It’s time to stop making excuses and start taking care of orphans, widows, and those living in severe poverty.
Over $350 million was predicted for Americans to spend on their pets this Halloween. On. Their. Pets. Did I read that right? Insane.
This is compared to the $600 BILLION we were predicted to spend on the holiday alone. Billions. Only in America.
Don’t even get me started on how much was spent for political ads this year.
I feel sick when I think about those numbers. Sick. And yet, I’m to blame just as much as the next guy. Only, maybe more because I have witnessed the severe poverty with my own eyes. Walked on the parched soil with my own two feet.
Why are we so quick to whip out so much money for silly holidays, our pets, and politicians? But when someone asks for money to feed an orphan, or put a mama to work so she can keep her children, or to put a roof over the homeless person’s head, we tighten the purse strings and claim we don’t have anything to give.
And I’ve resorted to guilt here and I expect to hear some negative responses from it. You know what? I don’t care. I have looked into haunted brown eyes that continue to torture me in my dreams and in my waking hours.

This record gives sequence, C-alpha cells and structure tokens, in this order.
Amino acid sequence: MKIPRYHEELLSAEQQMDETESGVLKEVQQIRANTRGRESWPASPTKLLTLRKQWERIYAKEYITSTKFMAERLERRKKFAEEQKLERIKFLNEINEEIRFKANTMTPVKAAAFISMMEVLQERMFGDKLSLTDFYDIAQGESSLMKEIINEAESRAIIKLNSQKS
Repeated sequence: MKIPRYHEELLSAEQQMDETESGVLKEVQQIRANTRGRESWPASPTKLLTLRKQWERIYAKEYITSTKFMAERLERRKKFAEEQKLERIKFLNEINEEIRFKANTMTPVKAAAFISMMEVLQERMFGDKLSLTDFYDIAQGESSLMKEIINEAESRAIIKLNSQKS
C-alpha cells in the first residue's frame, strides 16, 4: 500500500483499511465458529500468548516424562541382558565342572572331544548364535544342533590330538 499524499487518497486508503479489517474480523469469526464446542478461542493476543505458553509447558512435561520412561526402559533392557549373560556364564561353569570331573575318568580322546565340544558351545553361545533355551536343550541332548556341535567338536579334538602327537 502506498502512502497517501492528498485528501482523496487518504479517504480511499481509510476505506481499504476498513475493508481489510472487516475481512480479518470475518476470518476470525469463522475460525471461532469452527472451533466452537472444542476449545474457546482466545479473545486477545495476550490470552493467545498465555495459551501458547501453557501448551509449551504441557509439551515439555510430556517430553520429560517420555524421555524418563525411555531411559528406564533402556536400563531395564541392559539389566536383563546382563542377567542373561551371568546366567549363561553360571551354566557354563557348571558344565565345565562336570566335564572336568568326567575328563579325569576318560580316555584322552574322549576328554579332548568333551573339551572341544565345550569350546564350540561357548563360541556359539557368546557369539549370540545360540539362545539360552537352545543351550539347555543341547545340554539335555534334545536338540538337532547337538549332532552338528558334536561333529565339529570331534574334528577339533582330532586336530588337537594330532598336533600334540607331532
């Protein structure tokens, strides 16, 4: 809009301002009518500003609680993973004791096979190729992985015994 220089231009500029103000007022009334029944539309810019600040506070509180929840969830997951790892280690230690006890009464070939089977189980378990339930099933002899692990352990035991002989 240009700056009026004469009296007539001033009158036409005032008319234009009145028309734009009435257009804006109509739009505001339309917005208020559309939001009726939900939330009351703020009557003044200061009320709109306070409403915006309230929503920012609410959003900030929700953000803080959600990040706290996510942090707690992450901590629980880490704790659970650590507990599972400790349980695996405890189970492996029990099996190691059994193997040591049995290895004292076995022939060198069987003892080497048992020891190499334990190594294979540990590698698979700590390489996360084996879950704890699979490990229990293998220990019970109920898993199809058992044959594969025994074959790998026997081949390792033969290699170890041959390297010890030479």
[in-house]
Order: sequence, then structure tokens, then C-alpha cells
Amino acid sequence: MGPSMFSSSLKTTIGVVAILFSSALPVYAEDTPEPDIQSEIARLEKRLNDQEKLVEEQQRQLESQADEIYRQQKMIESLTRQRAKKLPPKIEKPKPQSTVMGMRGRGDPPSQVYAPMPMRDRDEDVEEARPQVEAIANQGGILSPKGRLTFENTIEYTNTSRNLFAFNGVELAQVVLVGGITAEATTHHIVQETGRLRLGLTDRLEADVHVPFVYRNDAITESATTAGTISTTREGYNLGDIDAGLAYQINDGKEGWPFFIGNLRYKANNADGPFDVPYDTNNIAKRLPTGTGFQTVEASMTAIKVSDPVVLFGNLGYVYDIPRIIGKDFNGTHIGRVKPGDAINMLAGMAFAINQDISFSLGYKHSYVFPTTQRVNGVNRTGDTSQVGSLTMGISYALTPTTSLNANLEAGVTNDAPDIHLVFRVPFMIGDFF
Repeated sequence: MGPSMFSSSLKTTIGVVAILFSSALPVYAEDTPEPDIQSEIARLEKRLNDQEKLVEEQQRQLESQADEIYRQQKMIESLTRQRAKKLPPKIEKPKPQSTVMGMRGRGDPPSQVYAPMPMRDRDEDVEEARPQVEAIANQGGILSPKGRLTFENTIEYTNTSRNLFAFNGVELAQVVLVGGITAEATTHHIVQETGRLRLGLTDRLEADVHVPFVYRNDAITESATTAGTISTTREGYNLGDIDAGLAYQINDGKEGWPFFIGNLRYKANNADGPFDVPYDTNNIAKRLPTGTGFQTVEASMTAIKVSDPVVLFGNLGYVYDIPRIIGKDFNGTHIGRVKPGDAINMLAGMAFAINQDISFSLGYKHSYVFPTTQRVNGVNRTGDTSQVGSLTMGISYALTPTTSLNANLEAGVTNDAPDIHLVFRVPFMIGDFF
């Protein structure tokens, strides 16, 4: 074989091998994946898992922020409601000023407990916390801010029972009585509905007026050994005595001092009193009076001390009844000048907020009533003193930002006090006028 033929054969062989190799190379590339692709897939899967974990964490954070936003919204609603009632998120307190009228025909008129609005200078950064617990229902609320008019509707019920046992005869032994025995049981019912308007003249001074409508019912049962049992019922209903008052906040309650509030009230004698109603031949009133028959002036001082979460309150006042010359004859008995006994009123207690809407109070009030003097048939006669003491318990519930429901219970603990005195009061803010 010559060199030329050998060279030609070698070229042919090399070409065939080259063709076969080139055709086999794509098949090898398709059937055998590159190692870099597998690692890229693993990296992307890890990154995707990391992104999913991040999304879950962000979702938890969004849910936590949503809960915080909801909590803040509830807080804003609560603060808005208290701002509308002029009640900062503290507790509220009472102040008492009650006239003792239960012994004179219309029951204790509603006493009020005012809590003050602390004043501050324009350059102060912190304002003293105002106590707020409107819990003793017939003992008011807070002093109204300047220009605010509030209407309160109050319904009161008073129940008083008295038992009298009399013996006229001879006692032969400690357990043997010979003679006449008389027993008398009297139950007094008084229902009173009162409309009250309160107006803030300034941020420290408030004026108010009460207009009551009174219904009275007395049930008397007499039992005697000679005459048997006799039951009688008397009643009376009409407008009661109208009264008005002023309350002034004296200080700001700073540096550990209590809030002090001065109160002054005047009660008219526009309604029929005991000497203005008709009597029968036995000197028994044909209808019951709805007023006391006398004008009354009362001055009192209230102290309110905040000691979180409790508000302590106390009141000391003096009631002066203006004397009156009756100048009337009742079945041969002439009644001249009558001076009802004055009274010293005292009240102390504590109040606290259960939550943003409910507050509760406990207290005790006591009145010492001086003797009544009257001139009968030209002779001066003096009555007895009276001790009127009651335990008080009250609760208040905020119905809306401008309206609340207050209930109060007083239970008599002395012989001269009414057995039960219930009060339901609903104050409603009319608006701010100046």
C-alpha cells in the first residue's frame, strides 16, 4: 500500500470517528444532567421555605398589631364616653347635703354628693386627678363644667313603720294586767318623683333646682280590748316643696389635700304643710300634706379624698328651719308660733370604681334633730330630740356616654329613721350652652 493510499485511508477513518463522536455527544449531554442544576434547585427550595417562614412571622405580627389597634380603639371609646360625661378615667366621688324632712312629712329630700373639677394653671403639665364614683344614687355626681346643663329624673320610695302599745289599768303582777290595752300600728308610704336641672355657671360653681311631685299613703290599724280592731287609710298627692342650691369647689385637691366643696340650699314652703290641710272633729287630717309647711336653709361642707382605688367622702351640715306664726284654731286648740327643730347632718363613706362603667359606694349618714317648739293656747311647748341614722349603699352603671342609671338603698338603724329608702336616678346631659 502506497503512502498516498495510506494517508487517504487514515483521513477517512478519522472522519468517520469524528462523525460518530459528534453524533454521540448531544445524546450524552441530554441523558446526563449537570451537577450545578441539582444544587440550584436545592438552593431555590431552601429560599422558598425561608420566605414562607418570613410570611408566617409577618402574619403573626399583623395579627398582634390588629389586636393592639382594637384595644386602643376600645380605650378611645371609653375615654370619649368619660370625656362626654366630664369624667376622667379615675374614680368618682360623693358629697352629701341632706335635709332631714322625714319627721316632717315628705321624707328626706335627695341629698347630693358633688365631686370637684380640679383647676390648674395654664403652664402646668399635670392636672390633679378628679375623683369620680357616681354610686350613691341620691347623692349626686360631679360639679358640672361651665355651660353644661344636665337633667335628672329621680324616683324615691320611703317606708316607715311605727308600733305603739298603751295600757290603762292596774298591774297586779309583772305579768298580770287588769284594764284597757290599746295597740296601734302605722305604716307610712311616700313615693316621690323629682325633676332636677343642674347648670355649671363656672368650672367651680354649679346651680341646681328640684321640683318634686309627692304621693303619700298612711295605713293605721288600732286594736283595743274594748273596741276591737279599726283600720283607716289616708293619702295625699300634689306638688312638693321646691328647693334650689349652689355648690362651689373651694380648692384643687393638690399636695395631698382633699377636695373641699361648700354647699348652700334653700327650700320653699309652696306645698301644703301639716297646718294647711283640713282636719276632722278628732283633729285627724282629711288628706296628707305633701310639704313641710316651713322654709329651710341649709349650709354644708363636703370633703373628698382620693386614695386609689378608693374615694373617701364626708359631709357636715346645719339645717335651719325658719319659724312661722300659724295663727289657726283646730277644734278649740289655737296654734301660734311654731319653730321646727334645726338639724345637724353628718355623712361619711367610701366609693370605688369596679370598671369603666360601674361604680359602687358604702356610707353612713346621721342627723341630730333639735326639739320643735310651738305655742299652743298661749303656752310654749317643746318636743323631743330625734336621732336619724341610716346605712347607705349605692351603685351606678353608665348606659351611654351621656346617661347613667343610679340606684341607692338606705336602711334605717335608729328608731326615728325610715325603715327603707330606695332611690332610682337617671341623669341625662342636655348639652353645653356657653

If this is offensive to you, I say too bad. It should offend you.
It should offend us that we still have children dying of starvation in 2014. That precious babies don’t have parents because there are not enough folks willing to lay their finances on the line and adopt them or go care for them. Orphans around the world deserve better.
The simple solution is love, food, shelter, and clothing. And that all boils down to money. Maybe it comes down to saying NO to the new outfit for your little dog. Or the cup of coffee you don’t really need at the drive-thru today.
This all comes crashing before me as the Christmas season moves closer, day by day. Where I know we will get caught up in shopping and spending.
I’ve bought into the American lie too. I deserve to buy this. I’ve earned it. I worked for it.
But I don’t deserve it. Maybe I did earn it, but it’s still a gift. To have a body that can work, is a gift. To have a job that is available to pay you so you can eat, clothe yourself, and provide shelter for your family. That is also a gift.
When we start keeping it only for our own “deserving” selves, we start to nullify God’s gift to us. Sinful pride tells us we deserve it. And that sin will be the breaking point that begins a painful fall.
God’s got all the money the whole world could ever need, but He entrusts it to us. Humans with free will.
How then will we choose to honor His gift in our lives so that others might live?
Thoughts? Share them in the comments.